BACKGROUND OF THE INVENTION
This application claims priority from and incorporates by reference United States Provisional Patent Application 60/214,976, filed Jun. 29, 2000, by the present inventor, Robin Bhagat, and four others, and which is titled INTERRUPT CONTROLLER.
1. Field of the Invention
The present invention relates generally to interruptible computer systems, and more specifically to an interrupt controller for ARM and THUMB interrupt service routine switching, and that provide an interrupt-disable control bit.
2. Description of the Prior Art
Interrupt mechanisms in microprocessors allow input/output (I/O) and other peripheral controllers to request immediate service. This is more efficient than routinely checking with all such requesters to see if they need service. Interrupt controllers allow several interrupt sources to be prioritized and/or masked. One type of prior art interrupt controller jammed processor instructions on the databus that the processor was expected to execute. Other conventional priority interrupt controllers can cause a processor to branch unconditionally to a reserved section of main memory, e.g., a vector table. Each interrupt level will unconditionally branch the processor to a corresponding part of the vector table. From there, an interrupt service routine (ISR) can be executed that is customized for the particular interrupt priority level.
The ARM7TDMI is a highly popular and broadly licensed synthesizable 32-bit RISC microcontroller core. The “T” in TDMI refers to the so-called “Thumb” 16-bit RISC instruction set execution, the “D” refers to boundary-scan cell arrays for hardware debugging, the “M” refers to a built-in 32-bit arithmetic multiplier, and the “I” refers to an embedded in-circuit emulation (ICE) breaker cell provided for software debugging.
One of the key features of the ARM7TDMI microcontroller is its ability to run two instruction sets, e.g., ARM 32-bit instructions, and Thumb 16-bit instructions. The Thumb instructions are essentially decompressed in real-time during execution into ARM instructions. Executing a “BX” instruction will cause a switch between the two instruction sets. Due to the idiosyncrasies of these instruction sets, a lot of program code space can be saved by running the processor in the Thumb mode. The ARM mode offers higher performance, but at a cost in code space usage.
- SUMMARY OF THE PRESENT INVENTION
When an interrupt request is first received, the ARM7TDMI processor will switch, by design, to ARM instruction execution. So if program code space needs to be saved, every ISR will begin with the ARM instructions needed to put the processor in Thumb mode, e.g., a sort of ISR preamble. Similarly, the ends of the ISR's are generally duplicates of one another. For example to return the processor to ARM instruction execution. When program code space is really tight, such duplications are too costly.
Briefly, an interrupt controller embodiment of the present invention includes specialized interfaces and controls for ARM7TDMI-type microcontroller cores. Such sends interrupt vectors and IRQ or FIQ interrupt requests to the processor depending on particular interrupts received.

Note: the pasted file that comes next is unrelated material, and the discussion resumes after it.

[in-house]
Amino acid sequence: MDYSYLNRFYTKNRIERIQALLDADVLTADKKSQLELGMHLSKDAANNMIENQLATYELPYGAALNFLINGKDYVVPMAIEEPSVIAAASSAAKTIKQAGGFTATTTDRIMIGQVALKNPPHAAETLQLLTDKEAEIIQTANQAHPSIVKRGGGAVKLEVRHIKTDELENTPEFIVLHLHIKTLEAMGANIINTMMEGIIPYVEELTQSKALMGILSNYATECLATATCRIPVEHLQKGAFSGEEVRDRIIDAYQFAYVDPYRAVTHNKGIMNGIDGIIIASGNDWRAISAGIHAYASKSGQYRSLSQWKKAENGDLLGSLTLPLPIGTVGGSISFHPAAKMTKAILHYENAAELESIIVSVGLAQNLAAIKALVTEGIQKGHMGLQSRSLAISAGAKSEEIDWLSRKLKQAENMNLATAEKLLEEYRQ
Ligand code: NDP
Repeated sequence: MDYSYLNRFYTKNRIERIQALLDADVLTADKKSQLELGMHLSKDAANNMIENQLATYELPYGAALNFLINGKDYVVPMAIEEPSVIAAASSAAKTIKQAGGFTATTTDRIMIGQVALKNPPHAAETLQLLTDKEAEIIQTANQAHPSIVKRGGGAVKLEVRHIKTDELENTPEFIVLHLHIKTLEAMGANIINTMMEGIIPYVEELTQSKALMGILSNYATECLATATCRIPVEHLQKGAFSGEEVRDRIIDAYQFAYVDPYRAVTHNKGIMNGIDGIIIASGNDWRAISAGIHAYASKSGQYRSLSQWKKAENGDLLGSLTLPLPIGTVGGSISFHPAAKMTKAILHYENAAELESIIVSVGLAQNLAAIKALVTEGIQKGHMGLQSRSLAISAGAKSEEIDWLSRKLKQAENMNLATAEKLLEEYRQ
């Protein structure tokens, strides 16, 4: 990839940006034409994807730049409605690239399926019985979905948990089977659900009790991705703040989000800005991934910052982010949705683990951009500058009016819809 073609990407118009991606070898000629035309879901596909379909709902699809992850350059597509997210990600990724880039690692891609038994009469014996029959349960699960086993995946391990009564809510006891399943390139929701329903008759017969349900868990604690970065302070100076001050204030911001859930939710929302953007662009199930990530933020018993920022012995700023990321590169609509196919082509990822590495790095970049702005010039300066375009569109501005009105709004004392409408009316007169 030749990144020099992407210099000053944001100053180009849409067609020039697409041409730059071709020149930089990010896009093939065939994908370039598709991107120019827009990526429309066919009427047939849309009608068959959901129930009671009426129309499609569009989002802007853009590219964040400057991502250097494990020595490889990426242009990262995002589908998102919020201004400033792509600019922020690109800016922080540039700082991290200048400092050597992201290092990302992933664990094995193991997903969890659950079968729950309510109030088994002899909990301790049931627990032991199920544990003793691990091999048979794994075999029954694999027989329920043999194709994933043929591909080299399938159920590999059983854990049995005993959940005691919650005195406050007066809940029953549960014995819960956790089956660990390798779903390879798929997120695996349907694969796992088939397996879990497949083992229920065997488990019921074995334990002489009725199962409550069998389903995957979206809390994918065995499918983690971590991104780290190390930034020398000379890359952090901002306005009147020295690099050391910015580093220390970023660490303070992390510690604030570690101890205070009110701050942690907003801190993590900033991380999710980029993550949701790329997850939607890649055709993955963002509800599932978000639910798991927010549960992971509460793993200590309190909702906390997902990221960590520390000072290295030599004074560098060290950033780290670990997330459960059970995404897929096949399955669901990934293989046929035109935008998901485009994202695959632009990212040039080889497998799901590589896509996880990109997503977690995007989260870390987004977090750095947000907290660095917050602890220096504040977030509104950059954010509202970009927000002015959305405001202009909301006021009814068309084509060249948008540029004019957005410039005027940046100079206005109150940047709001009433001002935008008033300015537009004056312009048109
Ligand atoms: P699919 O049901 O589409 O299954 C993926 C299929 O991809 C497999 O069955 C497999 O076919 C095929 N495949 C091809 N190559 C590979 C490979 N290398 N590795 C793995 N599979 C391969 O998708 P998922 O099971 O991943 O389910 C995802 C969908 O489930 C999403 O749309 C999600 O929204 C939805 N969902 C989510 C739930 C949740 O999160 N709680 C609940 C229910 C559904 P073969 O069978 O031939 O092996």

An advantage of the present invention is that an interrupt controller is provided that allows each interrupt input to be enabled and disabled.
Another advantage of the present invention is that an interrupt controller is provided that allows a global interrupt enable and disable which can be used to protect the critical code execution in the software or operating system.
A further advantage of the present invention is that an interrupt controller is provided that provides for priority-based FIQ and IRQ vectoring.
A still further advantage of the present invention is that an interrupt controller is provided that has programmable fixed-order interrupt priorities.
Another advantage of the present invention is that an interrupt controller is provided that has selectable ISR preamble code vectoring.
IN THE DRAWINGS
These and other objects and advantages of the present invention will no doubt become obvious to those of ordinary skill in the art after having read the following detailed description of the preferred embodiment which is illustrated in the drawings.
FIG. 1 is a functional block diagram of a microcomputer system embodiment of the present invention;
FIG. 2 is a functional block diagram of an interrupt controller embodiment of the present invention;
FIG. 3 is a functional block diagram of the resisters and interrelationships in an interrupt controller for interrupt vectoring with an ISR preamble enabled; and
DETAILED DESCRIPTION OF THE PREFERRED EMBODIMENTS
FIG. 4 is a functional block diagram of the resisters and interrelationships in an interrupt controller for interrupt vectoring with the ISR preamble disabled.
FIG. 1 illustrates a microcomputer system embodiment of the present invention, and is referred to by the general reference numeral 100. The system 100 comprises an ARM7TDMI synthesizable 32-bit RISC microcontroller core 102 connected to a program code memory 104. A typical ARM7TDMI core die size is less than five square millimeters with 0.6 μm technology. All the components of FIG. 1 are intended to be incorporated on a single integrated circuit die.